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News / Sports / Outdoors

Slow spring picks up steam for Chinook

No additional days of Chinook finishing expected on Columbia

By Terry Otto, Columbian freelance outdoors writer
Published: March 30, 2024, 6:01am
3 Photos
Guide Austin Moser, (left), and Buzz Ramsey with a nice lower Columbia River spring Chinook. The season for spring Chinook retention on the Columbia will close after April 5.
Guide Austin Moser, (left), and Buzz Ramsey with a nice lower Columbia River spring Chinook. The season for spring Chinook retention on the Columbia will close after April 5. (Photo courtesy of Buzz Ramsey) (Photo courtesy of Buzz Ramsey) Photo Gallery

Spring Chinook fishing on the Columbia River will close after Friday, April 5, and although fishing has been very slow, there are signs that it will improve during the last days of the fishery.

Catches rates have been very low, although a few guides are doing OK.

However, even though anglers may not achieve the total harvest allowed them, it is unlikely that anglers will see any extra fishing days until the states update the run forecast in May.

The projected Columbia River return is expected to come in at 121,000 adults. That is below last year’s actual return of 141,000, and well below the 10-year average of 152,000.

Anglers have not had to face the awful fishing conditions that existed last year, when very high water in the Columbia made it downright unsafe to fish, even though the states did allow some extra fishing days. He warns anglers should not expect such luck this year.

“Conditions are good this year,” said Ryan Lothrop, the WDFW Columbia River fisheries manager. “That’s different from the last few years. I think we are set up better for the remaining week. I think it would take a scenario like last year when we were so far behind it was obvious we were not going to make it.”

Fishing Guide Bob Rees concurs. He notes that when the state allowed those extra days, conditions were terrible, as well as the fishing.

“I think it will fish pretty well through the fifth,” said Rees. “Those extra days last year were a colossal waste of time.”

While effort has been pretty high, most anglers are still striking out. However, that is typical of springer fishing in March. This year’s run is also not expected to be a good one, further exacerbating the poor showing so far.

However, fishing should improve in April.

“As usual its slow in March,” said Lothrop, “But we are starting to see a little catch around the Longview section and the Cathlamet area.”

“I don’t think we are off course,” he said. “We are on schedule as much as we can see early on. The catch should increase substantially every day until the closer.”

He said that the catches down low signal that the schools are on their way to other reaches further up the Columbia, and that the lower reaches should fish well until the closure.

Rees has also heard of a few strong catches near Tenasillahe Island and the Clifton Channel, with one report of a boat landing four spring Chinook in one day, including two keepable adipose-fin clipped hatchery adults.

All wild unclipped spring Chinook must be released unharmed.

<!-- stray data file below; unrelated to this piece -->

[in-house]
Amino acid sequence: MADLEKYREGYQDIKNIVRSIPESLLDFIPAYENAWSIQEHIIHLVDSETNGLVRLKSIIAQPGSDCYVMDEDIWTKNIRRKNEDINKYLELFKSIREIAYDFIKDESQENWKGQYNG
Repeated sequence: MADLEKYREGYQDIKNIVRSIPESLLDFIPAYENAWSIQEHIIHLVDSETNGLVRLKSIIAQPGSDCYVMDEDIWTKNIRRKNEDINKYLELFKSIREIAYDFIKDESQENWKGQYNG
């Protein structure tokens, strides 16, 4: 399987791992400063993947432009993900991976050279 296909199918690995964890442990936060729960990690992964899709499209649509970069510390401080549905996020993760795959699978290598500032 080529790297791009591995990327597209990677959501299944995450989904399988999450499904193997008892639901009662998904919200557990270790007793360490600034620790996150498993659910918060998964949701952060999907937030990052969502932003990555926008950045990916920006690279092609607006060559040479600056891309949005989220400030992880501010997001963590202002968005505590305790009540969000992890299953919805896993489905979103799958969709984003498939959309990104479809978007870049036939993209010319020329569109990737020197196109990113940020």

Guide Bill Monroe Jr. reports that he has fished the section below Longview lately, and it has been slow. Still, a few fish are showing.

“Every day we are out there we are seeing maybe three or four springers caught,” said Monroe.

While Monroe prefers to troll for his fish, he noted that anglers fishing plugs on anchor have been doing as well as anybody.

He knows that the run is not expected to be strong one, and he also thinks the run timing has been getting later over the past decade.

“Every year we are trending later and later,” said Monroe, “it’s definitely happening.”

He explains that as the summers have gotten longer due to climate change, spring Chinook that arrive later are better able to survive until the fall spawning time.

Both guides will fish down low in the Columbia until the Columbia season ends, and both of them are going to be trolling herring behind triangle flashers. They report that the water temperature in the Columbia is still too cold for trolling spinners, or using the 360 Pro-Troll flashers. They also doubt the water will warm up enough for these techniques before the season closes.

However, Monroe did say the river is running about five degrees warmer than last year at this time, and that should improve the bite when the fish do come in.

“One April day can be really crazy if they show up,” he added.

After the closure both guides will move over into the Willamette River in Oregon, where over 48,000 spring Chinook adults are expected back. While most Southwest Washington tributaries will be open for spring Chinook this year, they will all allow only a single Chinook to be harvested per day.

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In the Willamette the limit is two adult Chinook per day, and anglers can use barbed hooks. Still, Monroe enjoys fishing the Columbia River whenever it is open.

“It’s nice to be out there on the big water,” he said.

The daily limit in the Columbia is two hatchery steelhead or Chinook, but only one can be a Chinook. All salmon and steelhead fishing in the Columbia requires the use of barbless hooks. Closures can happen quickly in this fishery, so anglers are reminded to check for changes to the regulations before fishing each day.

If there are closures the announcement can be found on the WDFW Emergency Rules Changes webpage: https://wdfw.wa.gov/about/regulations/rule-changes

Guides list

Bill Monroe Outdoors: 503-702-4028, https://billmonroeoutdoors.com/

Bob Rees’ Fishing Guide Service: 503-812-9036, https://www.theguidesforecast.com/bob-rees-fishing-guide-service/

Austin’s Northwest Adventures: Austin Moser, 509-669-3557, https://www.austinsnorthwestadventures.com/

Columbian freelance outdoors writer